What do you need to have on hand so you can confidently interview for your targeted jobs at the drop of a hat?
Your "what to wear" kit. Do you have your interview attire clean and ready to wear? What if your dream employer calls and invites you to come in tomorrow, but you never had those new interview clothes tailored, or the dog chewed up your best shoes and you have no time to shop before the meeting? When's the last time you saw the black belt you plan to wear with your interview suit? When you are looking for a job, you should be prepared to interview at a moment's notice—literally. If someone calls, you should be able to get dressed and go. If you're not ready, now is the time to get organized.
Your marketing materials and pitch. This seems so obvious; you need to sell yourself as the best candidate. However, many job seekers miss this crucial detail: The interview is where you make it clear why an employer should hire you. Don't expect the interviewer to ask questions that naturally highlight your top qualities. It's your job to come in with a clear understanding of what the organization needs and to raise those points during your conversation with the hiring manager.
Answers for questions you don't want to address. Were you fired? Be prepared to discuss it. Did you hate your last boss? Have a good answer if and when the topic comes up. Is there a skill the employer wants that you don't have? Plan what you will say when it surfaces. When you're prepared, you will worry less about questions you'd prefer not to answer. The best approach: Do not dwell on anything negative and don't allow the interviewer to lead you down a path where you're providing in-depth responses to things you'd prefer not to discuss. Smile, give an answer that helps him or her feel confident that you're not the type of person to blabber on about negative topics, and move on.
Questions for your interviewer. It does not take a rocket scientist to identify the best types of questions for you to ask. Your interviewer hopes you're smart and capable, so ask questions proving you have both of those qualities. Don't ask anything you could easily find from online sources via the click of a mouse, but do feel free to ask the interviewer to expand on or elaborate about something you learned about the organization online. You'll be surprised by how few candidates make a point to research organizations before they interview, so any pointed questions referencing your research should help impress your interviewer. You know where you applied for jobs—keep lists of questions relevant for each targeted employer.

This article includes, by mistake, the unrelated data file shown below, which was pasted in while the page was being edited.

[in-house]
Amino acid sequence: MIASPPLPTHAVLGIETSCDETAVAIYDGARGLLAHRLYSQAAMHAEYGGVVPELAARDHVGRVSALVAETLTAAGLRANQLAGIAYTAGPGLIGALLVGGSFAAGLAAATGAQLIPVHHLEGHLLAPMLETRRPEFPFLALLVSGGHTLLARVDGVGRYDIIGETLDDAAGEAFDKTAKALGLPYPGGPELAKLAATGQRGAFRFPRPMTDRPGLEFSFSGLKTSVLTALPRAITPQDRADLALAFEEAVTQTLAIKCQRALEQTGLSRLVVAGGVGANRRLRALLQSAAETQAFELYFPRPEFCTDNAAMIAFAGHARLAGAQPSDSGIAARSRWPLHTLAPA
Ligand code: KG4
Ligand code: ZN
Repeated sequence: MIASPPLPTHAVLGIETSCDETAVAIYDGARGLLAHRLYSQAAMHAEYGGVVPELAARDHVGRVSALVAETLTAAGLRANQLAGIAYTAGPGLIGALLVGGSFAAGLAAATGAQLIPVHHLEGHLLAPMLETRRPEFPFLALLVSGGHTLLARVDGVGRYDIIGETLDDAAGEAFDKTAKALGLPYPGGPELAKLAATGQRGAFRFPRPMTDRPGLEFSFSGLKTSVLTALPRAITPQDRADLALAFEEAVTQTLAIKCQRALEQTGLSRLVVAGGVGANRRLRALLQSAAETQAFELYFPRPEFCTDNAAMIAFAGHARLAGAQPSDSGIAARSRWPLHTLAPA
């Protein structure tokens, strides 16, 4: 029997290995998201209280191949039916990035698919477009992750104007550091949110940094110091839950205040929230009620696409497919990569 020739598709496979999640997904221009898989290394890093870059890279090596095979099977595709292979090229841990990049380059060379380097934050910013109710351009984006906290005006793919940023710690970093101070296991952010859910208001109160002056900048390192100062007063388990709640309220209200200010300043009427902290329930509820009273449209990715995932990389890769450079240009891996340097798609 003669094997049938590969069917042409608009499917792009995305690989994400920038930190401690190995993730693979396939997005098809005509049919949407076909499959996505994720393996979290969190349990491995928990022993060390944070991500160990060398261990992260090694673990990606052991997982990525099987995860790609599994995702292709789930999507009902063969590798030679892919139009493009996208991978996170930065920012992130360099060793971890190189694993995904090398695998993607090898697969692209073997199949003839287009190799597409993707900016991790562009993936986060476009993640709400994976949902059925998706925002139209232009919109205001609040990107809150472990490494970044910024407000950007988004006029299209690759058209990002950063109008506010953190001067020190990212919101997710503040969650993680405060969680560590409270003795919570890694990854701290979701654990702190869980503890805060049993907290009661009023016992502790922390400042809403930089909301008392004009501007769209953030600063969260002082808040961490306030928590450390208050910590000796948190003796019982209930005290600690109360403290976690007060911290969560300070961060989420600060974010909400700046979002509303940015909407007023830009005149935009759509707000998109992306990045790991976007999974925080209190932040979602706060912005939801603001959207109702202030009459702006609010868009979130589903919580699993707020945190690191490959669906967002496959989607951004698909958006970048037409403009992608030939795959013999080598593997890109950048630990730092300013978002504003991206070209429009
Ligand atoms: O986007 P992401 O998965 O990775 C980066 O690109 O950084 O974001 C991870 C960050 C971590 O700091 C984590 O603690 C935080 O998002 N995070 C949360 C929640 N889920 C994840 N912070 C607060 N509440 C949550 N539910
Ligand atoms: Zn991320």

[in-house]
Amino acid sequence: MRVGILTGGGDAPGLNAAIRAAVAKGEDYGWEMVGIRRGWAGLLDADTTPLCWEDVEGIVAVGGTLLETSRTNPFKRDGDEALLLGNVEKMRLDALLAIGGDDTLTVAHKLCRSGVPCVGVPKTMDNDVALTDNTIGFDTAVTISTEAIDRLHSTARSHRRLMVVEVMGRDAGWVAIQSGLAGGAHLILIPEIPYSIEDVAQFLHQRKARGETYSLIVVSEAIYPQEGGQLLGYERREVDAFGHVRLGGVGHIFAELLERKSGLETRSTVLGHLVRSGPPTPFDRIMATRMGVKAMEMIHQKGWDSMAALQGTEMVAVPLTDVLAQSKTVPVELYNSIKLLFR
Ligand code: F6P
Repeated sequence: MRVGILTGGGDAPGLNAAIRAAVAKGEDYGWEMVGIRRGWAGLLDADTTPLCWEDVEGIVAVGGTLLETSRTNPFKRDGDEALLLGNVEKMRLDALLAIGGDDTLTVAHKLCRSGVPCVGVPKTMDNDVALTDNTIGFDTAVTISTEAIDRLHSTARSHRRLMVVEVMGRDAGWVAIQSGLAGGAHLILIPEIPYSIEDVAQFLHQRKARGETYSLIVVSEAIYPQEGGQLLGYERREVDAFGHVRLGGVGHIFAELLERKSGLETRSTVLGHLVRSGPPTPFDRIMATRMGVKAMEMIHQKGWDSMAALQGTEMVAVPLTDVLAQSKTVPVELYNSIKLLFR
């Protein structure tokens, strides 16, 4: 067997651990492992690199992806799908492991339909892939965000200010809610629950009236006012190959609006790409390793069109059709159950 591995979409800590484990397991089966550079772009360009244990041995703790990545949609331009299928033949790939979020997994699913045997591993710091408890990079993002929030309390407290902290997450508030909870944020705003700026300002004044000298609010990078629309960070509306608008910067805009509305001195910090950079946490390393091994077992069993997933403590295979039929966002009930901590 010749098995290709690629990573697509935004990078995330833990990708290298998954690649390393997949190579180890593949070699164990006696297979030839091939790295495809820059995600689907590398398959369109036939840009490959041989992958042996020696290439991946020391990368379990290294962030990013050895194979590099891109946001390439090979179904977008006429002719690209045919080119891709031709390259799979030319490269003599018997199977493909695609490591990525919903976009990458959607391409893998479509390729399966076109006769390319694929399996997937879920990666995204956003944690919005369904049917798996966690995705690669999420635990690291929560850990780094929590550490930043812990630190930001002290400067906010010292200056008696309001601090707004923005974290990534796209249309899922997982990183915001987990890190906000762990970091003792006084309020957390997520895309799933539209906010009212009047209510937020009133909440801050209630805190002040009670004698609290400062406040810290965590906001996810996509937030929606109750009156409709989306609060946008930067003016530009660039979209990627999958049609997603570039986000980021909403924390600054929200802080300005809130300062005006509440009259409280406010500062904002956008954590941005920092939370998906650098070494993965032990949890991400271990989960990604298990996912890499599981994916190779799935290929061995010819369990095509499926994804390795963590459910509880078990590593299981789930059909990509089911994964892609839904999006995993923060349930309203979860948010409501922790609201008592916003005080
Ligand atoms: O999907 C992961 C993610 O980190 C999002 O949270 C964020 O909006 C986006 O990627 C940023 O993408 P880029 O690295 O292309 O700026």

Your follow-up plan. Another often overlooked aspect of the interview process: Most job seekers don't send a thank you note, nor do they follow up with their interviewers. Others only send a short, generic note, but fail to make a positive impression at the follow-up stage. How can you prepare? If you meet with more than one person, make notes in between interviews. (Excuse yourself to the restroom if necessary so you have time to jot down some details about your meetings.) Be sure you have the complete names, titles, and contact information for everyone you meet; it makes following up so much easier.
Miriam Salpeter is a job search and social media consultant, career coach, author, speaker, resume writer, and owner of Keppie Careers. She is author of Social Networking for Career Success. Miriam teaches job seekers and entrepreneurs how to incorporate social media tools along with traditional strategies to empower their success.